You can use the Earlier Post link, above, to see the the previous part of the tour. Alternatively, you might prefer to start at the The Beginning.
As promised, we take the opportunity to climb the steps, built in 2017, to see what is now in the process of being developed on the old reed bed. The reeds have largely been cleared from the site and the part we see here is being developed as a small wildflower meadow, although, currently the majority of the plants you can see are foxgloves.
The Green Team created the scarecrow that they initially called Steve. I didn't feel that alliterated as well as the various specialised lake maintenance tools that they have created and named. In a poor 1990s inspired joke, I named him "Old Spice", because he didn't look scary. And it seems that name might stick.
Returning down the steps we retrace the steps we took at the end of Part one of our tour. This time turning left at the staggered junction, opposite the turn to the Ruston Bench, encountered in Part Two. This path starts beside the pile of twigs that have been accumulated over the winter months and, in the past, have been used as a "mattress" under the duckweed and lilies that have been used to surface the path ahead of us.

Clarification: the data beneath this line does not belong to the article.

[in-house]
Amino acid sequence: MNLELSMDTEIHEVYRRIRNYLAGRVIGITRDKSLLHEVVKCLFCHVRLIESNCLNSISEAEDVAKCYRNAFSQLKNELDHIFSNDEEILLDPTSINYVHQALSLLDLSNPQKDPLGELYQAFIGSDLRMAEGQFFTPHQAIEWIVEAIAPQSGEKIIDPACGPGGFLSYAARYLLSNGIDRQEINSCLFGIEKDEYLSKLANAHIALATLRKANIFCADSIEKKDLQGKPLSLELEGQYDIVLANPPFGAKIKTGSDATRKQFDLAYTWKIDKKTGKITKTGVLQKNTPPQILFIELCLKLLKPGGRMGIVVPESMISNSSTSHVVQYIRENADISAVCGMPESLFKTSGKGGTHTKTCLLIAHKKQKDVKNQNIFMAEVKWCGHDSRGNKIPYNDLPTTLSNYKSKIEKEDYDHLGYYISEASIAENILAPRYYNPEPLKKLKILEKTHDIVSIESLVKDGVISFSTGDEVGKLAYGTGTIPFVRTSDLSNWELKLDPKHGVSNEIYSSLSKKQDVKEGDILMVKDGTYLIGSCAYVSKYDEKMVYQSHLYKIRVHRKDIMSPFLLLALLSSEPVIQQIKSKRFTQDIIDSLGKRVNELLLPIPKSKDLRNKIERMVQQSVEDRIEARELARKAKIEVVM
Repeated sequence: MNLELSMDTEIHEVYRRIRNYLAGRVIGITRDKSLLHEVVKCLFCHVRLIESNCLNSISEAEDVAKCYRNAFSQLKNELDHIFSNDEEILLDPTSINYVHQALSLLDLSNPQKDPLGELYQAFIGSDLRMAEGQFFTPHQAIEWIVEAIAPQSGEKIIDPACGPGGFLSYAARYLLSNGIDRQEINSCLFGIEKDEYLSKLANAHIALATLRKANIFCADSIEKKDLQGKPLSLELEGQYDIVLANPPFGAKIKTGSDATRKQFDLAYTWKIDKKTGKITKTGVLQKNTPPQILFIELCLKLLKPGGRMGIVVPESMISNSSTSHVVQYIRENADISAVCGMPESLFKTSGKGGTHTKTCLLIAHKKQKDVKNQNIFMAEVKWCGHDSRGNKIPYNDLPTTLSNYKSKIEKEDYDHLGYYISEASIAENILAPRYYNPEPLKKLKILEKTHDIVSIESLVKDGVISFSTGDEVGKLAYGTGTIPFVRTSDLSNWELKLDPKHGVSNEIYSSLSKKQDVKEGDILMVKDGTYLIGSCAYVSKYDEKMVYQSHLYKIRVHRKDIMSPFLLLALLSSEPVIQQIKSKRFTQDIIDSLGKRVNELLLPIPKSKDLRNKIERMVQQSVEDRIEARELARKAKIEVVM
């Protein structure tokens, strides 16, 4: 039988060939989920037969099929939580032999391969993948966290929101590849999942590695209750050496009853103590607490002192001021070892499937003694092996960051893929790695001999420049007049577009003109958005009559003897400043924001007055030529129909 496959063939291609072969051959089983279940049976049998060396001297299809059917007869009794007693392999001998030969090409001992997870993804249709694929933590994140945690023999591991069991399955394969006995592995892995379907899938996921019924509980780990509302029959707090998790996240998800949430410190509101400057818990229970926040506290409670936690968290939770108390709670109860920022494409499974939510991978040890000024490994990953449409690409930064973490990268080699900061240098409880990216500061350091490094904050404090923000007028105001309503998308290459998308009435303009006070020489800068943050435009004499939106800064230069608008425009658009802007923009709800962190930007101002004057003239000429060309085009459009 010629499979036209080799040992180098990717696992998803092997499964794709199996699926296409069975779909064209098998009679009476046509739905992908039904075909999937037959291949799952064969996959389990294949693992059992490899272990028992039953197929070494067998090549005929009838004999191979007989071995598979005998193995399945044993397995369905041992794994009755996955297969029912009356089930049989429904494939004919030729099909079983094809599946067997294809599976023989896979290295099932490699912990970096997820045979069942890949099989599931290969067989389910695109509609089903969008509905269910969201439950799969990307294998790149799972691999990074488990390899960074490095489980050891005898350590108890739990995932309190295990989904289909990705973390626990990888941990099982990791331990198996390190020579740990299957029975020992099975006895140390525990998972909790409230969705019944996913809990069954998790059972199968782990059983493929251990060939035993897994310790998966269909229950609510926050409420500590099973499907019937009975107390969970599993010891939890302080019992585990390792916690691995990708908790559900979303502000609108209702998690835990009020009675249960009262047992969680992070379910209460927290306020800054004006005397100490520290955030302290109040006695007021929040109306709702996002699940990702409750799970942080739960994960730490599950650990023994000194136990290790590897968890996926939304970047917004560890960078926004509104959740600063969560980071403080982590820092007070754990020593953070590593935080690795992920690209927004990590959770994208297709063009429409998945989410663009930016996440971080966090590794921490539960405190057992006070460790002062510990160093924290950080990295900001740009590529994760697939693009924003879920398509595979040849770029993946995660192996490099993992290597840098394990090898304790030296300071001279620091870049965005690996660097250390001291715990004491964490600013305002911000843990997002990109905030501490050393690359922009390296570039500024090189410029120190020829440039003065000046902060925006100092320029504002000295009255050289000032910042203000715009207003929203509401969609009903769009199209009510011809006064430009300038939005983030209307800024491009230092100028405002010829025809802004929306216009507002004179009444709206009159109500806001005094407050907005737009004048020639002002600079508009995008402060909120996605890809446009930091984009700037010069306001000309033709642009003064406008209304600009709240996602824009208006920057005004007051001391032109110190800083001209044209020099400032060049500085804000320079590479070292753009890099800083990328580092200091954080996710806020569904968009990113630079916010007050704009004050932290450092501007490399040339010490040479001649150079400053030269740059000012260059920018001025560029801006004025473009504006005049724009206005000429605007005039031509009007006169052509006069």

As we begin to turn, we pass the remains of the conifer that had stood beside the bridge. On the left is a stock of logs that have been built up of the last few years. These mainly consist of Crack Willow that, as their name suggests, have split and fallen in heavy winds over recent winters. But there are also some birch logs here, tree stakes and even part of the pipe that used to take the outfall from the reed bed to the dyke.
Now we are close to the two old oil drums bought to be used as incinerators. They, together with the paving slabs they stand on, were moved to this position last week. Beyond you can see the inspection chamber set in the now redundant outflow pipe from the reed bed. Beyond that are two compost bins each made last autumn from a pair of 8ft x 4ft galvanised mesh sheets. They are filled with the leaves that were cleared from the front garden of the house and those that dropped on the paths around the grounds.